Take “shelfies” not “selfies”

My mother does not want a photo taken of her. Not now, not even ten years ago. She doesn’t even want me to know her age, which I think is around 75 plus minus two or three. Either she’s gotten to the age or I’ve gotten to the age where my friends and I reserve entire evenings to discuss MOM stories.

I’ve always thought it was a better choice to make art than write stories, because when all else fails you can always give your art to your mom. The problem with this is that when she’s trying to sell her house and clean up and toss shit out she won’t let you throw the art out. Yes, Mom I drew that, but come on, it’s got to go.


My mom doesn’t make it easy to visit her, even though she still does nice things like leave the hall light on for me if I go out at night, or places a clean cup under the coffee maker for me to use in the morning. The problem with Mom is, well, it’s not entirely clear what the problem is.

When I visit her in New Mexico I can stay home, keep her inside, jump up and down with her when exciting points are made on the tennis channel, and re-watch the entire collection of Thin Man movies. But things get confusing because she keeps root vegetable chips inside of a sea salt potato chip bag (and maintains it that way), she has two pepper grinders, one she puts ground pepper in and the other whole peppercorns, refuses to give me the code to the house alarm, and leaves half apples, half bananas, half peaches, and I swear half blueberries everywhere, nested inside a half paper towel.

The alternative is to take Mom out into public. There she’ll clip her nails at the restaurant while gawking at the man who walks in with a prosthetic leg. She’ll refuse to use the pepper grinder the restaurant has placed on each table, choosing instead to sit there and not eat, constantly making a pepper grinding motion and saying “I’ll wait for them to bring out the fresh pepper.” She’ll go to the Apple store in Albuquerque with me, and after she decides to buy the iPad and before she hands over her credit card, she will cozy up to the 18 year old genius and point at me suspiciously, asking him to double verify what I told her, that she will indeed be able to use the iPad in Santa Fe.


At Mom’s house there’s always a barometer. There was a barometer in our house when my parents were married too. One friend who had been to both my dad’s and my mom’s house remarked how interesting it was that my parents were both into barometers. After thinking about it for a moment, I realized that it was really all Mom. She bought the one at the old house, didn’t take it with her when she left my dad, and bought herself a new one after moving into her new home.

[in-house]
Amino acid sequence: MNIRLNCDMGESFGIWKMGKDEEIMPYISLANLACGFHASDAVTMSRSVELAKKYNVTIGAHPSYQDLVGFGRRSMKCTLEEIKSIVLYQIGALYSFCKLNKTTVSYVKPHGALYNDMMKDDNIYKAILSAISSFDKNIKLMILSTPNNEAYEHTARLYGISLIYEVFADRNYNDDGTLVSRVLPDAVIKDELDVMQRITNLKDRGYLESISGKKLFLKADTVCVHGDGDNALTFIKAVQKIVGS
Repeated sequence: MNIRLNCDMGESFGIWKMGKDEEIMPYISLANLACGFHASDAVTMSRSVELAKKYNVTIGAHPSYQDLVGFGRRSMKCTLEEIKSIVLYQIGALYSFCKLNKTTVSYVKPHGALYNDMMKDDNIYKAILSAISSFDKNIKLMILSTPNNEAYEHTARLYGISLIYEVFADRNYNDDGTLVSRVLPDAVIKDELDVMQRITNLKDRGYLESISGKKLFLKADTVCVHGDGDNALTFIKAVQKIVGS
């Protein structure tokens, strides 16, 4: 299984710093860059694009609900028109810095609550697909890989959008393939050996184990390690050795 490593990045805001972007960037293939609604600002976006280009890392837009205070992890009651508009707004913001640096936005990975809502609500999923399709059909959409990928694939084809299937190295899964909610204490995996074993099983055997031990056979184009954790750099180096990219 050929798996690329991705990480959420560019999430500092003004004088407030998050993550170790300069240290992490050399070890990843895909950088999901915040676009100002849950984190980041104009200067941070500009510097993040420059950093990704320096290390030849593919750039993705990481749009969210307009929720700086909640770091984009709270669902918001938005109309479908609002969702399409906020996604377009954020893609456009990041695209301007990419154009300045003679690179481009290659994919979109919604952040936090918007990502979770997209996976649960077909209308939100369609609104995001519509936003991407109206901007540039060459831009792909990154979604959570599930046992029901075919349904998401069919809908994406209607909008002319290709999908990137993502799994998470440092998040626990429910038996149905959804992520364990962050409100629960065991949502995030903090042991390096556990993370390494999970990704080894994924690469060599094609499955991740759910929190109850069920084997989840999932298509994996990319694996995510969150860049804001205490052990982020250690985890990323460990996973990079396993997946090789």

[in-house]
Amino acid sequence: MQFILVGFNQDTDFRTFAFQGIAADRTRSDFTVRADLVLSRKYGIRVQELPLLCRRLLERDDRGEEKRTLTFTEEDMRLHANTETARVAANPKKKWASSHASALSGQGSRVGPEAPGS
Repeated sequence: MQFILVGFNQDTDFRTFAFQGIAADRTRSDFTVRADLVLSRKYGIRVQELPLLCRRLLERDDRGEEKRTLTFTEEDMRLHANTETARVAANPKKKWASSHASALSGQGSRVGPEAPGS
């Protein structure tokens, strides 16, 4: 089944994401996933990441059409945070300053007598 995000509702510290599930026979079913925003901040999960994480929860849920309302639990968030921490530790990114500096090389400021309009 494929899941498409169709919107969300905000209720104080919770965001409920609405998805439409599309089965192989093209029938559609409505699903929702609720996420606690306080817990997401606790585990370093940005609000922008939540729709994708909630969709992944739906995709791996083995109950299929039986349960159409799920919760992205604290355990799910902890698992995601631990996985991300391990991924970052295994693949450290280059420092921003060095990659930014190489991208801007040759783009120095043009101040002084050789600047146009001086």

Mom and Dad were scientists but it’s always funny for me to say it was my mom who designed explosives. She had something to do with the explosive that is set off when a car’s air bag is released. I always toss that one out when people get that look on their face after hearing that I grew up in Los Alamos.

Going to help Mom this past week, I feared the closet full of coffee makers, the eternal bag of bags, the bamboo baskets of matches. But she’s done a lot of work, “clearing the junks” as she likes to say, and only a few things made me pause to think they survived the purge. A framed jigsaw puzzle of an autumn pumpkin harvest, all my old art, a horrific carved ivory piece which I have never seen during my childhood and a jar of Carmex from way back in the past when I used to be addicted to Carmex, or at least said shit like that.


She doesn’t have many books, once you take away my brother’s sci-fi paperbacks and my random books from college and my Beatles phase. Looking at her “shelfie” is a little like looking at her through her Oakley sunglasses. She’s lost one of the nose pieces so she just replaced it with one that’s a different height. Doesn’t bother her though.

In no particular order:

What and How of Chinese Painting
America’s Hidden Corners
The Making of the Atomic Bomb
Monet’s Years at Giverny
The Practical Encyclopedia of Feng Shui
Cooking with Rosemary
Zen To Go
The Complete Illustrated Guide to Medical Self Care (take care of yourself)
The Complete Photo Guide to Home Repair
The Complete Guide to Antiques
The Complete Works of Shakespeare
Asimov’s Guide to Shakespeare
Intermediate Readings in Chemical German
Italian for Travelers
French for Beginners
Explosives, third edition